12 Sights in East Suffolk, United Kingdom (with Map and Images)
Explore interesting sights in East Suffolk, United Kingdom. Click on a marker on the map to view details about it. Underneath is an overview of the sights with images. A total of 12 sights are available in East Suffolk, United Kingdom.List of cities in United Kingdom Sightseeing Tours in East Suffolk
1. Framlingham Castle
Framlingham Castle is a castle in the market town of Framlingham, Suffolk, England. An early motte and bailey or ringwork Norman castle was built on the Framlingham site by 1148, but this was destroyed (slighted) by Henry II of England in the aftermath of the Revolt of 1173–1174. Its replacement, constructed by Roger Bigod, the Earl of Norfolk, was unusual for the time in having no central keep, but instead using a curtain wall with thirteen mural towers to defend the centre of the castle. Despite this, the castle was successfully taken by King John in 1216 after a short siege. By the end of the 13th century, Framlingham had become a luxurious home, surrounded by extensive parkland used for hunting.
2. Leiston old abbey
Leiston Abbey outside the town of Leiston, Suffolk, England, was a religious house of Canons Regular following the Premonstratensian rule, dedicated to St Mary. Founded in c. 1183 by Ranulf de Glanville, Chief Justiciar to King Henry II (1180-1189), it was originally built on a marshland isle near the sea, and was called "St Mary de Insula". Around 1363 the abbey suffered so much from flooding that a new site was chosen and it was rebuilt further inland for its patron, Robert de Ufford, 1st Earl of Suffolk (1298-1369). However, there was a great fire in c. 1379 and further rebuilding was necessary.
3. Saint Andrew
St Andrew's Church is a partly redundant Anglican church in the hamlet of Covehithe in the English county of Suffolk. It is recorded in the National Heritage List for England as a designated Grade I listed building, Part of the church is in ruins and this is under the care of the Churches Conservation Trust. The church stands on a lane leading directly towards the sea, in an area of coast which has suffered significant ongoing erosion. The parish of Covehithe has been combined with neighbouring Benacre.
4. Orford Castle
Orford Castle is a castle in Orford in the English county of Suffolk, 12 miles (19 km) northeast of Ipswich, with views over Orford Ness. It was built between 1165 and 1173 by Henry II of England to consolidate royal power in the region. The well-preserved keep, described by historian R. Allen Brown as "one of the most remarkable keeps in England", is of a unique design and probably based on Byzantine architecture. The keep stands within the earth-bank remains of the castle's outer fortifications.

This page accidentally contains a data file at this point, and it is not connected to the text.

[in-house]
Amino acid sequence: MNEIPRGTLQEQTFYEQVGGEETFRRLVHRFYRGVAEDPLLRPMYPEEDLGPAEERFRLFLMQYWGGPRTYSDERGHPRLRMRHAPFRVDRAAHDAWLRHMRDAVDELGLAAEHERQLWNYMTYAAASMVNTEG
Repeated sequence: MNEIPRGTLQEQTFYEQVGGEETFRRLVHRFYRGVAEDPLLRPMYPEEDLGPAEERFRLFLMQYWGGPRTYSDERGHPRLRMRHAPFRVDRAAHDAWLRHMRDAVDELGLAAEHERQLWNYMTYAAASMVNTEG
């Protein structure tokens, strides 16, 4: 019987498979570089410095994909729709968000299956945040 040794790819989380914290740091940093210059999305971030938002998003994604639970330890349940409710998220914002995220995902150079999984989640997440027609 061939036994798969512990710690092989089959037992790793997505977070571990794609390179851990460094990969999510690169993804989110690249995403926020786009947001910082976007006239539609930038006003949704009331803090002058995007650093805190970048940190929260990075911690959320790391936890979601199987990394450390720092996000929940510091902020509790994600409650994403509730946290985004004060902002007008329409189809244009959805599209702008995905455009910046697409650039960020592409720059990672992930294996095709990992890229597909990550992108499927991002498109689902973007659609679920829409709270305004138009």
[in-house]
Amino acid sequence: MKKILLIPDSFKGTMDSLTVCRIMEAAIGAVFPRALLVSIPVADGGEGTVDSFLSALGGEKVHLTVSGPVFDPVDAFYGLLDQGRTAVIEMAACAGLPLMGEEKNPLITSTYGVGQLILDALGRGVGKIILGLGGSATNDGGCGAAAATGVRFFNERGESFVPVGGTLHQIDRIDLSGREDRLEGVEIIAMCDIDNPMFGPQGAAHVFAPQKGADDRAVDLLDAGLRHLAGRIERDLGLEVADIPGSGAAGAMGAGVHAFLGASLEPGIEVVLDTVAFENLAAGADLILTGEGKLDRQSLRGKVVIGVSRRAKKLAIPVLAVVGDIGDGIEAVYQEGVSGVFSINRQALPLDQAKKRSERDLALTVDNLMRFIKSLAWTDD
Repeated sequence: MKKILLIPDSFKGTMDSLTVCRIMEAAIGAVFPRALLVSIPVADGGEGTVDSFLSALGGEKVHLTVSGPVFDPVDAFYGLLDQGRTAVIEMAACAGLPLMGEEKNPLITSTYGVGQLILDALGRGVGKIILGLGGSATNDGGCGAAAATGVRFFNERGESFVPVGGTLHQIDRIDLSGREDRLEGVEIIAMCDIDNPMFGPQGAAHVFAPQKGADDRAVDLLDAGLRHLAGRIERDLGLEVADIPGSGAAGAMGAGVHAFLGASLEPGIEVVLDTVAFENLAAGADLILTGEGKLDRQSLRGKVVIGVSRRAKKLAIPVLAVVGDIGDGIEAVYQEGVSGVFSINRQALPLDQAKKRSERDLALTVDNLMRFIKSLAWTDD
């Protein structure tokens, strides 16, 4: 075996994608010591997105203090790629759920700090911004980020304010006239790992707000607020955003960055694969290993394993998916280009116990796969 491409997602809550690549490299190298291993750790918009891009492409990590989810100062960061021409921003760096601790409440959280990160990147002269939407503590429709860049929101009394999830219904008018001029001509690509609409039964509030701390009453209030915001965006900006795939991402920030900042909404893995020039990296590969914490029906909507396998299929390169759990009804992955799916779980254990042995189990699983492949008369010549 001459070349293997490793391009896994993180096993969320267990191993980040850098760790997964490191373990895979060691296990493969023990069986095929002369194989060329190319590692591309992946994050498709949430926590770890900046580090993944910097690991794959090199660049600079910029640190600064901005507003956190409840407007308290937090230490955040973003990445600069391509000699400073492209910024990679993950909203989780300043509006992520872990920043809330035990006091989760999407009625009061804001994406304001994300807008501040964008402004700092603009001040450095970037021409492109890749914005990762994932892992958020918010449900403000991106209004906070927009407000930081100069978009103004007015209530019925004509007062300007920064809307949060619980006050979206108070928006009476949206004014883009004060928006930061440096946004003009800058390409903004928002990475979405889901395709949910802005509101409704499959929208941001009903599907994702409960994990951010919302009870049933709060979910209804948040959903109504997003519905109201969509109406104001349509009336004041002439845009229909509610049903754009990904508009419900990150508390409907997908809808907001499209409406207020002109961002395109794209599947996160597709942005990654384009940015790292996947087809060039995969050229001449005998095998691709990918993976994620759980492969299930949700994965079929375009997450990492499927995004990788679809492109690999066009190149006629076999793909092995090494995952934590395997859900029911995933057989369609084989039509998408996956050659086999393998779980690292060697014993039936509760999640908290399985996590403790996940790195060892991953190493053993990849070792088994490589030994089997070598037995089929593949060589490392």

5. Sutton Hoo Archeological Site
Sutton Hoo is the site of two early medieval cemeteries dating from the 6th to 7th centuries near the English town of Woodbridge. Archaeologists have been excavating the area since 1938, when a previously undisturbed ship burial containing a wealth of Anglo-Saxon artefacts was discovered. The site is important in establishing the history of the Anglo-Saxon kingdom of East Anglia as well as illuminating the Anglo-Saxons during a period which lacks historical documentation.
6. Rushmere Common
Rushmere Common is common land situated on the eastern outskirts of Ipswich mainly within the parish of Rushmere St. Andrew, Suffolk, England. It is predominately heathland, gorse and woodland, and hosts a golf course. It adjoins the Sandlings Open Space to the east and is crossed by a number of footpaths, including the Sandlings Walk – a long-distance footpath which starts on the common and ends 50 miles away in Southwold.
7. All Saints, Ellough
All Saints Church is a redundant Anglican church in the parish of Ellough, Suffolk, England. The church is medieval in origin and is recorded in the National Heritage List for England as a designated Grade I listed building, and is under the care of the Churches Conservation Trust. The church stands in an isolated position on the top of a low hill, some 2.5 miles (4 km) to the south-east of Beccles.
8. Dunwich Greyfriars
Greyfriars, Dunwich was a Franciscan friary in Dunwich in the English county of Suffolk. The friary was founded before 1277 by Richard FitzJohn and his wife Alice and dissolved in 1538. The original site, which had 20 friars in 1277 when it first appears in records, was threatened by coastal erosion and the friary was moved inland in 1289.
9. St Margaret's Church
Saint Margaret's Church is the parish church of Lowestoft in the English county of Suffolk. It is dedicated to St Margaret of Antioch and is notable for its large illuminated blue spire which can be seen across the town. The church is located on a hilltop on the north-western edge of the town centre and was used as a navigation landmark.
10. All Saints
All Saints Church is a redundant Anglican church in the village of All Saints' South Elmham, one of a group of villages jointly known as The Saints, in Suffolk, England. It is recorded in the National Heritage List for England as a designated Grade I listed building, and is under the care of the Churches Conservation Trust.
11. Thorpeness Windmill
Thorpeness Windmill is a Grade II listed post mill at Thorpeness, Suffolk, England which was built in 1803 at Aldringham and moved to Thorpeness in 1923. Originally built as a corn mill, it was converted to a water pumping mill when it was moved to Thorpeness. It pumped water to the House in the Clouds.
12. Glemham Hall
Glemham Hall is an Elizabethan stately home, set in around 300 acres (120 ha) of park land on the outskirts of the village of Little Glemham in Suffolk, England. It is a Grade I listed building, properly called Little Glemham Hall.
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